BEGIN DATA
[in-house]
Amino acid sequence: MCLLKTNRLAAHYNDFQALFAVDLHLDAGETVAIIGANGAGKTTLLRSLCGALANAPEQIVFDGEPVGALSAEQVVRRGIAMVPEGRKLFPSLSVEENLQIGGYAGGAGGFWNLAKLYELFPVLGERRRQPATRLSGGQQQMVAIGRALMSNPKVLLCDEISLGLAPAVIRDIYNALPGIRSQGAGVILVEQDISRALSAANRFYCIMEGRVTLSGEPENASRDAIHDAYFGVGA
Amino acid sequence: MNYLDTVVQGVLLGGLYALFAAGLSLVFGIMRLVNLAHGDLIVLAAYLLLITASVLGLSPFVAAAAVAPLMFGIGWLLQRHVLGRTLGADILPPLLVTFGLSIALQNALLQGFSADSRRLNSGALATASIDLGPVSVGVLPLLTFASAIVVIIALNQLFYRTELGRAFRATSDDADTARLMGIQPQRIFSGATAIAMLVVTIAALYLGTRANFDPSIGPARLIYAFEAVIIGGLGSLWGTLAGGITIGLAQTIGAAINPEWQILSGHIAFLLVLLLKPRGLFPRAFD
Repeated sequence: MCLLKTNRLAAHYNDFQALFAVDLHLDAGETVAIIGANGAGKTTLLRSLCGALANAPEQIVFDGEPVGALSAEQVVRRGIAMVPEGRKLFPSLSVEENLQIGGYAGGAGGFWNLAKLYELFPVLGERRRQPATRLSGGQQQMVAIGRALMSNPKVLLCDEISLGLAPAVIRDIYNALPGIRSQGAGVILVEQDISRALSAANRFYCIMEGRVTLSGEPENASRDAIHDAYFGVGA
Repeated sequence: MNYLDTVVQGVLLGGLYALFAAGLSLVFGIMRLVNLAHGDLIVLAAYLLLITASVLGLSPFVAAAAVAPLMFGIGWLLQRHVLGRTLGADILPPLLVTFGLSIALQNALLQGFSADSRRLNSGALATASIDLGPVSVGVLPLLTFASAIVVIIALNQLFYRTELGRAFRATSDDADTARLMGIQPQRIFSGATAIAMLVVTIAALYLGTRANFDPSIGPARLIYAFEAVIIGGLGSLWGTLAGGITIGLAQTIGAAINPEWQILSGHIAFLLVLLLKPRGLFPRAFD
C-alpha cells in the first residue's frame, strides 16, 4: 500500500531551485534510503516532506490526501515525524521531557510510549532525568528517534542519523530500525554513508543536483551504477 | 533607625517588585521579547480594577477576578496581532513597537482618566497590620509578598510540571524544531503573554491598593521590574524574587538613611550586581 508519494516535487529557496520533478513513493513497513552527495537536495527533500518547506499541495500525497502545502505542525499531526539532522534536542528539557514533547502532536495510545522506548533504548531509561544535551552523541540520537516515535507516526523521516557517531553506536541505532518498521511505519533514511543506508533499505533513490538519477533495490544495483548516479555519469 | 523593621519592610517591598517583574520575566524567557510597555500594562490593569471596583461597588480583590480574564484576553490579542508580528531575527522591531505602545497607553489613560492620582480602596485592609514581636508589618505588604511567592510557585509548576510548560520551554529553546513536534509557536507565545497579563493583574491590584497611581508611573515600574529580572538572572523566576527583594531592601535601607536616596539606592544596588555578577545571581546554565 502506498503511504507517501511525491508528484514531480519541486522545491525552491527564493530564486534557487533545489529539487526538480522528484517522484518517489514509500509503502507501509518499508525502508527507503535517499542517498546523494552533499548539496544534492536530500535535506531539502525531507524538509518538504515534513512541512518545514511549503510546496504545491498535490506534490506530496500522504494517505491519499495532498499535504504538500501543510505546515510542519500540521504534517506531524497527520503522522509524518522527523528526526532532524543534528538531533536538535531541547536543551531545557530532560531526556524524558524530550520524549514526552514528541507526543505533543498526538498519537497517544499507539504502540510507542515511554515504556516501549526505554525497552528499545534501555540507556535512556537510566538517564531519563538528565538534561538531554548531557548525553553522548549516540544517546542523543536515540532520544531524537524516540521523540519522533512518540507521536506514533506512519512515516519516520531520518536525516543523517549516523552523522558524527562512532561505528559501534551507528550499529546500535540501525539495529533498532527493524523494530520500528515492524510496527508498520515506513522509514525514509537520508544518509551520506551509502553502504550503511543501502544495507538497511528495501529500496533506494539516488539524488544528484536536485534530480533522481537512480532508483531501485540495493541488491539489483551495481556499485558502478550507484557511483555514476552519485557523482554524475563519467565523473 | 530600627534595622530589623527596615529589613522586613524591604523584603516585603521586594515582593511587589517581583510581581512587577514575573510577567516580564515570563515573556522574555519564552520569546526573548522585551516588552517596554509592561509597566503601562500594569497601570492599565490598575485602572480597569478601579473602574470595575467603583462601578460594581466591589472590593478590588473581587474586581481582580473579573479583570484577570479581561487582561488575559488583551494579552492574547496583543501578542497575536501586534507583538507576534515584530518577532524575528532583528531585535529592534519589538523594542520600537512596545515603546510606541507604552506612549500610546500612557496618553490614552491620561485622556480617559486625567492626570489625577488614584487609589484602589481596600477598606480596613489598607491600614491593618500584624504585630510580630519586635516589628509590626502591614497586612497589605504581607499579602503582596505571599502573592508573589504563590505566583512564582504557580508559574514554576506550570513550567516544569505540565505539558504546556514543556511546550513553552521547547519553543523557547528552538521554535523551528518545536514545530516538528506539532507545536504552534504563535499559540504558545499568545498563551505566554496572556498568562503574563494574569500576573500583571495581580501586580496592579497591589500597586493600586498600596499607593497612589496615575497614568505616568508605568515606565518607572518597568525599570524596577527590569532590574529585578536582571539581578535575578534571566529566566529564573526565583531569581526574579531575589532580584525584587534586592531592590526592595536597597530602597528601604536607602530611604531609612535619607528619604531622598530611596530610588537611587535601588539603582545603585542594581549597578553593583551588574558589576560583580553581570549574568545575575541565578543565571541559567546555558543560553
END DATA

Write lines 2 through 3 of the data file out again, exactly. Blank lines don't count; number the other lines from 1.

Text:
Amino acid sequence: MCLLKTNRLAAHYNDFQALFAVDLHLDAGETVAIIGANGAGKTTLLRSLCGALANAPEQIVFDGEPVGALSAEQVVRRGIAMVPEGRKLFPSLSVEENLQIGGYAGGAGGFWNLAKLYELFPVLGERRRQPATRLSGGQQQMVAIGRALMSNPKVLLCDEISLGLAPAVIRDIYNALPGIRSQGAGVILVEQDISRALSAANRFYCIMEGRVTLSGEPENASRDAIHDAYFGVGA
Amino acid sequence: MNYLDTVVQGVLLGGLYALFAAGLSLVFGIMRLVNLAHGDLIVLAAYLLLITASVLGLSPFVAAAAVAPLMFGIGWLLQRHVLGRTLGADILPPLLVTFGLSIALQNALLQGFSADSRRLNSGALATASIDLGPVSVGVLPLLTFASAIVVIIALNQLFYRTELGRAFRATSDDADTARLMGIQPQRIFSGATAIAMLVVTIAALYLGTRANFDPSIGPARLIYAFEAVIIGGLGSLWGTLAGGITIGLAQTIGAAINPEWQILSGHIAFLLVLLLKPRGLFPRAFD